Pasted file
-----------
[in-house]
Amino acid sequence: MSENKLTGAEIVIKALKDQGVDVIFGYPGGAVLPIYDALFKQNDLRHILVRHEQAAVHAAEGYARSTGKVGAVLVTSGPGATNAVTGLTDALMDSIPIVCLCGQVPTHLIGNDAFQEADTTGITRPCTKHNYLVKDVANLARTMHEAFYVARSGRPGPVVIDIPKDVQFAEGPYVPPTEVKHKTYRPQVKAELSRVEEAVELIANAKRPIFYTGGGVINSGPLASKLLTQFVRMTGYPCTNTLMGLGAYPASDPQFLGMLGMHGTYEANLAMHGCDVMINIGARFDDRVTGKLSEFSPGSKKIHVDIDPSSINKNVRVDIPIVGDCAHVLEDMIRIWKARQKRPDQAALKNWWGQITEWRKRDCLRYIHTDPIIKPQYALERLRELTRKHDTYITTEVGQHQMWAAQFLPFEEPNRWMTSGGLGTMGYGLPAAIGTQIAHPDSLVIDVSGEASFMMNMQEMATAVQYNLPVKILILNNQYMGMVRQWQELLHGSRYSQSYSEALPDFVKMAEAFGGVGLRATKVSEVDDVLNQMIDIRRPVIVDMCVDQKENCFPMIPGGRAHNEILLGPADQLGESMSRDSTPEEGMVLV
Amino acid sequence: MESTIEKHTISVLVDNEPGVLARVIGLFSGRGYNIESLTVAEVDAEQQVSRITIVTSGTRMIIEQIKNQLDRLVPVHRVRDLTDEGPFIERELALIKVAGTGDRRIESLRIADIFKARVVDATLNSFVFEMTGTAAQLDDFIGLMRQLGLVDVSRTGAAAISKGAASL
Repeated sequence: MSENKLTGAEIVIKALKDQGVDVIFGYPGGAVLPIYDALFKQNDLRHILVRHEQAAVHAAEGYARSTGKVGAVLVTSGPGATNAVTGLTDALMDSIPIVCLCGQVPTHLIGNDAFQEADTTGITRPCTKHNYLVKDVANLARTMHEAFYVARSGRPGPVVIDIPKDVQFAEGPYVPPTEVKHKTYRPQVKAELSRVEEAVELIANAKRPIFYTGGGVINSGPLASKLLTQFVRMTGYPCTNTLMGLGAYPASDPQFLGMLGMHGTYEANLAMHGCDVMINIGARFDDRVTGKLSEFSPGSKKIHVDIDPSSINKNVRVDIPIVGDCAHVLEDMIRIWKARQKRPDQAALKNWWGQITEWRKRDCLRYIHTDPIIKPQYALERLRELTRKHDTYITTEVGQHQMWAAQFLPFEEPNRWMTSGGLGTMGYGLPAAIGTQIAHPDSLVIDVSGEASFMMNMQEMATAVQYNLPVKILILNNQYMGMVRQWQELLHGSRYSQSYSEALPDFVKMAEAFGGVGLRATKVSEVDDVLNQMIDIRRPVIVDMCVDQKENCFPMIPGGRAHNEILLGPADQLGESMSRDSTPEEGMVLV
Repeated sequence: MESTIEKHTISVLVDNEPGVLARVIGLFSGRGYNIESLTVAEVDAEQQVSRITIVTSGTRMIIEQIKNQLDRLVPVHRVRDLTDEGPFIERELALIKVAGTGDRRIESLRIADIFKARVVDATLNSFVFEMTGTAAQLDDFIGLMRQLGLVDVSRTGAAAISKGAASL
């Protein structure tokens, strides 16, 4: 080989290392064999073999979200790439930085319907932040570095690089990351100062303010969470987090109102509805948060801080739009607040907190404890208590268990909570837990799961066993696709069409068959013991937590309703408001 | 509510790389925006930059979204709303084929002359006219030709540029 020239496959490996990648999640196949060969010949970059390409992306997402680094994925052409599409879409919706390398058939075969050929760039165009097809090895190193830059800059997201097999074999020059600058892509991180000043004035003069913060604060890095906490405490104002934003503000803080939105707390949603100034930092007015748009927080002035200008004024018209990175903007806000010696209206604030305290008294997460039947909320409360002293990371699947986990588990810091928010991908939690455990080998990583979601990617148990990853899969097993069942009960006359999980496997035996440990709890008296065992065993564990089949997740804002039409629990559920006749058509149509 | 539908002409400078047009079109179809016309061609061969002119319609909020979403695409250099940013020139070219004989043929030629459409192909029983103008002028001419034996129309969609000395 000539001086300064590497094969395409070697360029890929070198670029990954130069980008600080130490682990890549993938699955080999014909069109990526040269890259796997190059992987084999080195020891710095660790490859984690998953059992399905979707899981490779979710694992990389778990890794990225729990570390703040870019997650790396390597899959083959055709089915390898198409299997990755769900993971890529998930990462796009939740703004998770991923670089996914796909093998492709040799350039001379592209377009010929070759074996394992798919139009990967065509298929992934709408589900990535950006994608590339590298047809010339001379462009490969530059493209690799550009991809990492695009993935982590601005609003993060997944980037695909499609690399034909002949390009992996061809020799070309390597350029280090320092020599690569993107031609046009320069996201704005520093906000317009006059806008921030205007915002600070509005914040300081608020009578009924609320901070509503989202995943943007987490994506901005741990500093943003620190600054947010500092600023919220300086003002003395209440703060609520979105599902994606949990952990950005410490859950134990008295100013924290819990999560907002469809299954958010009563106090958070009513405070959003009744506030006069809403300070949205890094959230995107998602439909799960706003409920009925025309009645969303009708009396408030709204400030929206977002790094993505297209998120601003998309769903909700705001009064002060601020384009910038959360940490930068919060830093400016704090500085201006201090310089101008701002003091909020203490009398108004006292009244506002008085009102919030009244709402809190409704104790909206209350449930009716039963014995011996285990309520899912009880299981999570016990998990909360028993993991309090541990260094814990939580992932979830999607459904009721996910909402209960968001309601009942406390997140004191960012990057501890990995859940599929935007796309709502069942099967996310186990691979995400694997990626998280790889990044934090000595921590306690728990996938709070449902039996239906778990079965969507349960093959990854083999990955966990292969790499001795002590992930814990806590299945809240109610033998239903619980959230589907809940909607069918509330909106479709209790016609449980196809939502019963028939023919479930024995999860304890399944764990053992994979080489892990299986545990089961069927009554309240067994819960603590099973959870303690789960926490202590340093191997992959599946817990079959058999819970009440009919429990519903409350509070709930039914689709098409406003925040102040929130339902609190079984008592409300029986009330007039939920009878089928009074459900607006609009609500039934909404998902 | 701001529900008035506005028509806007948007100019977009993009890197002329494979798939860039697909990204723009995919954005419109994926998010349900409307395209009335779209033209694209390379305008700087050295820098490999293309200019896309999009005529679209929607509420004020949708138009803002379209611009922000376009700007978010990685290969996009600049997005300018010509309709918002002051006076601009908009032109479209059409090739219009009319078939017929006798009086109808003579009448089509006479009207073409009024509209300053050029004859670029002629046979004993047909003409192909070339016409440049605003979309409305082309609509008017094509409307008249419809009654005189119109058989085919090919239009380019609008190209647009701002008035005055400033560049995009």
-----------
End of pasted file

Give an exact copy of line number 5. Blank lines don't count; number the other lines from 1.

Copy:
Repeated sequence: MESTIEKHTISVLVDNEPGVLARVIGLFSGRGYNIESLTVAEVDAEQQVSRITIVTSGTRMIIEQIKNQLDRLVPVHRVRDLTDEGPFIERELALIKVAGTGDRRIESLRIADIFKARVVDATLNSFVFEMTGTAAQLDDFIGLMRQLGLVDVSRTGAAAISKGAASL